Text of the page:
"Two sides of the same coin"? Coaching and mentoring and the agentic role of context

STOKES, Paul, FATIEN DIOCHON, Pauline and OTTER, Ken (2020). "Two sides of the same coin"? Coaching and mentoring and the agentic role of context. Annals of the New York Academy of Sciences.

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Official URL: https://nyaspubs.onlinelibrary.wiley.com/doi/10.11...
Link to published version:: https://doi.org/10.1111/nyas.14316
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    Abstract

    Our article depicts and interrogates the claims for seeing coaching and mentoring as being distinct from each other, and rather suggests that context is agentic in determining which aspects of these two helping orientations are likely to be used by practitioners. To start with, our article traces the development of coaching and mentoring as two separate discourses. Traditionally, coaching has been associated with a shorter term performance focus, with the coach portrayed as a process‐ rather than a content knowledge−based expert. By contrast, mentoring has a longer‐term holistic focus, where the mentor has direct experience and knowledge in the setting that the mentee is operating in. Then, we discuss some limitations of seeking conceptual distinctiveness in purely theoretical terms, including accentuating differences of practices that cannot easily be disentangled from each other in practice. Therefore, on the basis of a case study, where coaching and mentoring behaviors are used by leaders and managers, we argue that context plays an agentic role and influences which of the helping orientations is used by practitioners. We conclude that, context being multifaceted, it leads to a kaleidoscope of coaching/mentoring behaviors, which supports a practice‐based approach to the debate.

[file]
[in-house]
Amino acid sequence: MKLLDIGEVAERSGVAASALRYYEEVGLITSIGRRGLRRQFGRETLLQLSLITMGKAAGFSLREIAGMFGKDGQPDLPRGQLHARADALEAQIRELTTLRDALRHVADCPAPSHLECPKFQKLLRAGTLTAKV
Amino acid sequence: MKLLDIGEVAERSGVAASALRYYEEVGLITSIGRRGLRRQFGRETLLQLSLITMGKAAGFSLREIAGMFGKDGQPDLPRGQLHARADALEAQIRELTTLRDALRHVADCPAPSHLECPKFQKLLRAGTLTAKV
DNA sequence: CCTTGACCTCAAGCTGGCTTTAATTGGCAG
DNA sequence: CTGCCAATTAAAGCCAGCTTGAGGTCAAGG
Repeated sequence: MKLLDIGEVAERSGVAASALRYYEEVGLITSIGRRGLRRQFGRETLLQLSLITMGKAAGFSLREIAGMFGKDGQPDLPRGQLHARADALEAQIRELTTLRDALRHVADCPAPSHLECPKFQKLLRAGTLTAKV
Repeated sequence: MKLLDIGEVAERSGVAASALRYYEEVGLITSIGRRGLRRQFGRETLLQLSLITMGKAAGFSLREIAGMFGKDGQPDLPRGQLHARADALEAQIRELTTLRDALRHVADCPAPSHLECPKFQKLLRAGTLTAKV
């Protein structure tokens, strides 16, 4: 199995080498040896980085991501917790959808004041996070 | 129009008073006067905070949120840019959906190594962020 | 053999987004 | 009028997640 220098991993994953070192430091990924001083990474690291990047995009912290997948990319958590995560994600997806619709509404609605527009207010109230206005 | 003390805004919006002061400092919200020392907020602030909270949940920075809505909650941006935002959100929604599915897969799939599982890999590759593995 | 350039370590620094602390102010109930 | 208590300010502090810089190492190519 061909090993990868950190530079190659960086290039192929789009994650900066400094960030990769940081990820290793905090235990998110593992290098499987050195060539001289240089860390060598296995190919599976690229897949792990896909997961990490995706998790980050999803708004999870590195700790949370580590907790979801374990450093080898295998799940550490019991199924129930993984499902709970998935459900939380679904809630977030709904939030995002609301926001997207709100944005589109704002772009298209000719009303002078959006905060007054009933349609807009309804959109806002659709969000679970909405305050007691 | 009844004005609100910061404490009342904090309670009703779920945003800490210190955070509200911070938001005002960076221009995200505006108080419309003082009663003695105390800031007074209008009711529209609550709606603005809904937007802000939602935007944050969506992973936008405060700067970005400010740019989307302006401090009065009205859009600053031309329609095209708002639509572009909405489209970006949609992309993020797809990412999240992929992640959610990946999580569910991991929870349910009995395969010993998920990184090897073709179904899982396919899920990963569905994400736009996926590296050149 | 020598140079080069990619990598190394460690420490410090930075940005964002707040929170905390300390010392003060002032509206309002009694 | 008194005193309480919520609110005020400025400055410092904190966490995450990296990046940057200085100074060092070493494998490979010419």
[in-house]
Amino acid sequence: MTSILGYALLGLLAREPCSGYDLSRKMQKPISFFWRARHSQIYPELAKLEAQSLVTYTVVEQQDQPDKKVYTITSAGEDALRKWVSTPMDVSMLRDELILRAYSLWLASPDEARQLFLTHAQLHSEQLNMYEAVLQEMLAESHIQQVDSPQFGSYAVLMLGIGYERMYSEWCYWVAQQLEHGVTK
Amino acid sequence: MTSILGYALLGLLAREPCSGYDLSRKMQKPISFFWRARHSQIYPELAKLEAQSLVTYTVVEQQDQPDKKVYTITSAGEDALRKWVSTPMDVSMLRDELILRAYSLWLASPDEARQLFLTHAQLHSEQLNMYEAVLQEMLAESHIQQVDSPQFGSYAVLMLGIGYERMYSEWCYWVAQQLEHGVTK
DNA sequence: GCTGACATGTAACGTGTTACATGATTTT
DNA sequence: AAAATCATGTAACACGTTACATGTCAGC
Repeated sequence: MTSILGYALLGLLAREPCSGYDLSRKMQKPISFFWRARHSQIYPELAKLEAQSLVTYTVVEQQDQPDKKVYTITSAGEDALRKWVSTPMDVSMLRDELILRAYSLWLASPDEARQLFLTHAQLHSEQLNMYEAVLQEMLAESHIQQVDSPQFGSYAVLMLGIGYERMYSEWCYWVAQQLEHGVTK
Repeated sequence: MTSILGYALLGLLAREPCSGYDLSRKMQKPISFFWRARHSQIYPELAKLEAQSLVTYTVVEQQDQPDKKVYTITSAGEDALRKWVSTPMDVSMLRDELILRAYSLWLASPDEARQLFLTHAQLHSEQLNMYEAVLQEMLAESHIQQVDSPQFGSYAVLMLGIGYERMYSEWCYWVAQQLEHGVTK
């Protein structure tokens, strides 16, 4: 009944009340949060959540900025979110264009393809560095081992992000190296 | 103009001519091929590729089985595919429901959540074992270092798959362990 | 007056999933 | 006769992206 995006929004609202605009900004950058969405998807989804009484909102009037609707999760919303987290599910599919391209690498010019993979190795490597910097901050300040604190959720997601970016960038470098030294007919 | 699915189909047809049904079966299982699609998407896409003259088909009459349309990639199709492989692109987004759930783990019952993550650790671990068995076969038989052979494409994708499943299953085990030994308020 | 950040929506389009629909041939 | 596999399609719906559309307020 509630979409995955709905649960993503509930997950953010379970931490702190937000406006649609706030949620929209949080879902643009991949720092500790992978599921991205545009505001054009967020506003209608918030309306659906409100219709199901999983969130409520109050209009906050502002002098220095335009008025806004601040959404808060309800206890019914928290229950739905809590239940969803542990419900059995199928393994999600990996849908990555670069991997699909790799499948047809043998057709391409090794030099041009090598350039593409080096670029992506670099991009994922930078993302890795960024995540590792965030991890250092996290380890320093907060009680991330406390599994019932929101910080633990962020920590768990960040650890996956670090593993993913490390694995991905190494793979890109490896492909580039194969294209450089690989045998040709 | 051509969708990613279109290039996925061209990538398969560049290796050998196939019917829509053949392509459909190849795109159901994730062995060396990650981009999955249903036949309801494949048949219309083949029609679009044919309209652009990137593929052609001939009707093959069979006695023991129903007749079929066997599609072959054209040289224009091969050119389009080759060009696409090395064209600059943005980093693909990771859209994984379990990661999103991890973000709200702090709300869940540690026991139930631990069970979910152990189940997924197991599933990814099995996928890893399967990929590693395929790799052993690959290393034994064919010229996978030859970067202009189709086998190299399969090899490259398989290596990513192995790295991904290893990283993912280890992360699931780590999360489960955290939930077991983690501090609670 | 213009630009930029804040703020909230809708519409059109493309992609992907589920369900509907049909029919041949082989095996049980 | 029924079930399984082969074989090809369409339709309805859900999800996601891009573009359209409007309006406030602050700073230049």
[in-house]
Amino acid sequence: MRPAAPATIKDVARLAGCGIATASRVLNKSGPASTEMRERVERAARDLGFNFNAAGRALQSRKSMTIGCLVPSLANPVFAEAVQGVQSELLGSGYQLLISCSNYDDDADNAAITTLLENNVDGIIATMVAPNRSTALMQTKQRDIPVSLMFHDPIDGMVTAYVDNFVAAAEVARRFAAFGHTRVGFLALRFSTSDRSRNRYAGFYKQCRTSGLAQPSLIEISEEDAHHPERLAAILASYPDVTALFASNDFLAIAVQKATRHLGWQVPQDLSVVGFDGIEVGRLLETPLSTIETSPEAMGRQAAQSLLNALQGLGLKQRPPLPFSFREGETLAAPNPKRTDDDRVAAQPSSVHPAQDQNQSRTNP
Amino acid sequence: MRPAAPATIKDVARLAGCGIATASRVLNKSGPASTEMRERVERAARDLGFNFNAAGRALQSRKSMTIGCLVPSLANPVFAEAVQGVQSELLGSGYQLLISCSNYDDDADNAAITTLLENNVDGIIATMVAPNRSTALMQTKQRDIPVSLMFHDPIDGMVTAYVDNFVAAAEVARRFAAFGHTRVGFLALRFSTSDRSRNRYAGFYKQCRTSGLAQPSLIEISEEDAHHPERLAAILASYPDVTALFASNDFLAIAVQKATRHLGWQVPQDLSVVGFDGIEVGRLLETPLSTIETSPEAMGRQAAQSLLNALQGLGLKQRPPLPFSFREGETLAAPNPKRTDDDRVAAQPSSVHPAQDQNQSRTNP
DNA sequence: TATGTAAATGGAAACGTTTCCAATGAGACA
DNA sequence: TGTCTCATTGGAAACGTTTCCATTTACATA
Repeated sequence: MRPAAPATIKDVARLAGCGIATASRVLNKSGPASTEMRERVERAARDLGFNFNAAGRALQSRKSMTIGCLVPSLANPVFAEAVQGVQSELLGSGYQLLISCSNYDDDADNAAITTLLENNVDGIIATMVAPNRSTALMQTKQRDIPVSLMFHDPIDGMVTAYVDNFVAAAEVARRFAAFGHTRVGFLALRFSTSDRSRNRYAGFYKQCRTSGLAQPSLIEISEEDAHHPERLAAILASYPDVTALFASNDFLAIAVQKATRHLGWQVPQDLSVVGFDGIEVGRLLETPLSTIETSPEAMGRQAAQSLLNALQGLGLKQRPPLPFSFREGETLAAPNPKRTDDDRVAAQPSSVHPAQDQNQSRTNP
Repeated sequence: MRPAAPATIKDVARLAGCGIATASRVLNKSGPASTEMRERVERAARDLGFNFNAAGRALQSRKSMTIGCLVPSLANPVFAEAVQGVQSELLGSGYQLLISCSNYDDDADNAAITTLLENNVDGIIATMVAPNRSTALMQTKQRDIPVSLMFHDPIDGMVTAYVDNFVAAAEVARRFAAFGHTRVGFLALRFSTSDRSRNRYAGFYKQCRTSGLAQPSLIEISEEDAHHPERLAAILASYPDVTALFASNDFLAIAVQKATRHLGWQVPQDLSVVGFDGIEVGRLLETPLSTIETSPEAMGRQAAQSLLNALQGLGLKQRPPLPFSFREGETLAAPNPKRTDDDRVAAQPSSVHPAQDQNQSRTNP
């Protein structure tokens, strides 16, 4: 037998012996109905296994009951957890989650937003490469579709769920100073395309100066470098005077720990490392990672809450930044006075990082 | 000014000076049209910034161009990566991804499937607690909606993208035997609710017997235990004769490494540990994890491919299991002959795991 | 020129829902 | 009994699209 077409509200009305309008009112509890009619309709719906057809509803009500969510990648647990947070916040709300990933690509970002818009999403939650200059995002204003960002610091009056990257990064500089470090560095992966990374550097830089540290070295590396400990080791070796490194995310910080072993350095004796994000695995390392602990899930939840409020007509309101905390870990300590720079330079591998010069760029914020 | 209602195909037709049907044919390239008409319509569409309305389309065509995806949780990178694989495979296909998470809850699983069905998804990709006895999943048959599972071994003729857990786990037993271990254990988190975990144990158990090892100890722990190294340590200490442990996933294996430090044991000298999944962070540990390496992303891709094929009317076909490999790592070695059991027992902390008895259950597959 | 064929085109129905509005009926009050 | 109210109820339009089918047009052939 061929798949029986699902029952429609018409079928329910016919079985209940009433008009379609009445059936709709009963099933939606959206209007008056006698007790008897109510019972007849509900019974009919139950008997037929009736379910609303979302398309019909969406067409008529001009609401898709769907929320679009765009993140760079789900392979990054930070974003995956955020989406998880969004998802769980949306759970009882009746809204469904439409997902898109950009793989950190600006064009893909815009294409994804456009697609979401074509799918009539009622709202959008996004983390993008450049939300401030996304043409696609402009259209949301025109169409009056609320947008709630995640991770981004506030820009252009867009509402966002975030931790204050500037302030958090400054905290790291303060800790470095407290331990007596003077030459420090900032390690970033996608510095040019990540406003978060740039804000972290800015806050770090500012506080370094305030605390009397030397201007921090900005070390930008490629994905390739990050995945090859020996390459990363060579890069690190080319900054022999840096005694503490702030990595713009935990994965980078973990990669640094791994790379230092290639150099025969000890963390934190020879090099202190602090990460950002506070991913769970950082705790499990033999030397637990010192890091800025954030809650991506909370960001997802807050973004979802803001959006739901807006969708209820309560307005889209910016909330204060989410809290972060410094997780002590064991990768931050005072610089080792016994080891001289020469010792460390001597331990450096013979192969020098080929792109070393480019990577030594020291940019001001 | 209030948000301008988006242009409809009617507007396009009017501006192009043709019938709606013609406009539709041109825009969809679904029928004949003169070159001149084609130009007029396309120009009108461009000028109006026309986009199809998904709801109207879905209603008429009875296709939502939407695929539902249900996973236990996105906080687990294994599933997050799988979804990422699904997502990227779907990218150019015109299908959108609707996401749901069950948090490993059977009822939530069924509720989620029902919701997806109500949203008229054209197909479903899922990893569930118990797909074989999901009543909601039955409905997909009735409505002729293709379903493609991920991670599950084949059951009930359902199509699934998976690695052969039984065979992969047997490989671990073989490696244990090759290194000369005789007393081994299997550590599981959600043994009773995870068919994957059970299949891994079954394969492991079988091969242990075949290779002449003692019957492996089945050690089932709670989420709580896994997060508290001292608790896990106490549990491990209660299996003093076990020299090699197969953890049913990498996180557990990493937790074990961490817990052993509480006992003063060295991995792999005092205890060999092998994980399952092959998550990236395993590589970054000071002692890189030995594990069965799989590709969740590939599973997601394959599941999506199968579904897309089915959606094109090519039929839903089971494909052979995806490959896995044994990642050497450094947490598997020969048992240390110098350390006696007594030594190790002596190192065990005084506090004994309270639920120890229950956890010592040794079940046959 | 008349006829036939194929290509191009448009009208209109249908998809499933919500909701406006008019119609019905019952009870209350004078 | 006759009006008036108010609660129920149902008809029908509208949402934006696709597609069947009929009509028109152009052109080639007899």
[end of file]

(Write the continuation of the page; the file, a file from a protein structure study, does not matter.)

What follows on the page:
Item Type: Article
    Uncontrolled Keywords: General Science & Technology
    Identification Number: https://doi.org/10.1111/nyas.14316
    SWORD Depositor: Symplectic Elements
    Depositing User: Symplectic Elements
    Date Deposited: 29 Jan 2020 11:31
    Last Modified: 30 Mar 2020 17:00
    URI: http://shura.shu.ac.uk/id/eprint/25754

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